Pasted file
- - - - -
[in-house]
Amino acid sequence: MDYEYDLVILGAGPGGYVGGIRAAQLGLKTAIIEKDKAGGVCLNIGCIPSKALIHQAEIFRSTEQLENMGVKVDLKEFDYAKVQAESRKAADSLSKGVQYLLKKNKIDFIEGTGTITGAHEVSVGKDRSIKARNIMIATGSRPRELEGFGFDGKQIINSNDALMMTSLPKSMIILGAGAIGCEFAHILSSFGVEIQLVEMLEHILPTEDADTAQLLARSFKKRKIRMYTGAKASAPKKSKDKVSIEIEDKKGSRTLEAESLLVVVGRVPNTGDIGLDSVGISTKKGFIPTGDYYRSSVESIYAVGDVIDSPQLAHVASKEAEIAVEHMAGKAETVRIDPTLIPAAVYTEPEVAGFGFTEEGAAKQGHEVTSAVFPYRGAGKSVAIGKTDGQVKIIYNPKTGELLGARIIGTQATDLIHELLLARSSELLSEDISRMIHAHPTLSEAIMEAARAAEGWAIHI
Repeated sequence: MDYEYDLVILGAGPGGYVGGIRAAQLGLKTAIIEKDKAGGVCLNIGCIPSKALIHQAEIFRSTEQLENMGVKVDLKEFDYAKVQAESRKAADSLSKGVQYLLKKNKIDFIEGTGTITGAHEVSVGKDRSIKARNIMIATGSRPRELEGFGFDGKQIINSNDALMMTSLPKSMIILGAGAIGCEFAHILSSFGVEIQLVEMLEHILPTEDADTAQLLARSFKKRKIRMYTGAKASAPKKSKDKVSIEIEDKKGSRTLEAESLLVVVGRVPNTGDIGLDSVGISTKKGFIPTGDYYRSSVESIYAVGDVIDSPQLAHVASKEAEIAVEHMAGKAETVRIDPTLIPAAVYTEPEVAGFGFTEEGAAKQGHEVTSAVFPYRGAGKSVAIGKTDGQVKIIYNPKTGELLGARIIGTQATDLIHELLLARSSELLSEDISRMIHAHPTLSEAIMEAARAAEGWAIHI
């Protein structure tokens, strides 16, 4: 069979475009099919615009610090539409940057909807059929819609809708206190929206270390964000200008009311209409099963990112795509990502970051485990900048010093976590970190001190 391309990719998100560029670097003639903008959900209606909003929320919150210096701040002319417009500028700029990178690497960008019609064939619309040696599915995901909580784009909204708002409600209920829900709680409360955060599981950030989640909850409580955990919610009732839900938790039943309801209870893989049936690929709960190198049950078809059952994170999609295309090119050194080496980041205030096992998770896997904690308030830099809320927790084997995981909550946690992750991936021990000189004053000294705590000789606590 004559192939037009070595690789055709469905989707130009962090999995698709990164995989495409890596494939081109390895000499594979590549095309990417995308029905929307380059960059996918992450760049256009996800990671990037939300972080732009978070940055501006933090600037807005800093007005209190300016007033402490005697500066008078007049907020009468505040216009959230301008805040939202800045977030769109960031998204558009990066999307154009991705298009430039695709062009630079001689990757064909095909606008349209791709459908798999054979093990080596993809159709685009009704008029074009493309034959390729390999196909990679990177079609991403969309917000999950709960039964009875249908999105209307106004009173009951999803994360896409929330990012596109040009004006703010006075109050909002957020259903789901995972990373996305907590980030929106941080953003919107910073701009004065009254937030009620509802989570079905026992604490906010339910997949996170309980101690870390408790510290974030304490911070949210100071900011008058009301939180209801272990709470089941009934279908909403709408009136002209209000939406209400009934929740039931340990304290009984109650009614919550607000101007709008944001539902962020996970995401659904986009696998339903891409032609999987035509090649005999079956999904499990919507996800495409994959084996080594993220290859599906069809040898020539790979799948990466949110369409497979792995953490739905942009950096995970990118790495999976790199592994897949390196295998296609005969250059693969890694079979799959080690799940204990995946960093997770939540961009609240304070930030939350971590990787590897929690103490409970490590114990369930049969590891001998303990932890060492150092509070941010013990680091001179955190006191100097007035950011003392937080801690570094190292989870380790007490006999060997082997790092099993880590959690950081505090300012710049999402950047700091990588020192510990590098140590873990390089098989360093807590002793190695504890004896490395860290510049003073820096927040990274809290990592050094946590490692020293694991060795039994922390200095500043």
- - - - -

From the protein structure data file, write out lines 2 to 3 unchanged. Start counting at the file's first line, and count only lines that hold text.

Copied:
Amino acid sequence: MDYEYDLVILGAGPGGYVGGIRAAQLGLKTAIIEKDKAGGVCLNIGCIPSKALIHQAEIFRSTEQLENMGVKVDLKEFDYAKVQAESRKAADSLSKGVQYLLKKNKIDFIEGTGTITGAHEVSVGKDRSIKARNIMIATGSRPRELEGFGFDGKQIINSNDALMMTSLPKSMIILGAGAIGCEFAHILSSFGVEIQLVEMLEHILPTEDADTAQLLARSFKKRKIRMYTGAKASAPKKSKDKVSIEIEDKKGSRTLEAESLLVVVGRVPNTGDIGLDSVGISTKKGFIPTGDYYRSSVESIYAVGDVIDSPQLAHVASKEAEIAVEHMAGKAETVRIDPTLIPAAVYTEPEVAGFGFTEEGAAKQGHEVTSAVFPYRGAGKSVAIGKTDGQVKIIYNPKTGELLGARIIGTQATDLIHELLLARSSELLSEDISRMIHAHPTLSEAIMEAARAAEGWAIHI
Repeated sequence: MDYEYDLVILGAGPGGYVGGIRAAQLGLKTAIIEKDKAGGVCLNIGCIPSKALIHQAEIFRSTEQLENMGVKVDLKEFDYAKVQAESRKAADSLSKGVQYLLKKNKIDFIEGTGTITGAHEVSVGKDRSIKARNIMIATGSRPRELEGFGFDGKQIINSNDALMMTSLPKSMIILGAGAIGCEFAHILSSFGVEIQLVEMLEHILPTEDADTAQLLARSFKKRKIRMYTGAKASAPKKSKDKVSIEIEDKKGSRTLEAESLLVVVGRVPNTGDIGLDSVGISTKKGFIPTGDYYRSSVESIYAVGDVIDSPQLAHVASKEAEIAVEHMAGKAETVRIDPTLIPAAVYTEPEVAGFGFTEEGAAKQGHEVTSAVFPYRGAGKSVAIGKTDGQVKIIYNPKTGELLGARIIGTQATDLIHELLLARSSELLSEDISRMIHAHPTLSEAIMEAARAAEGWAIHI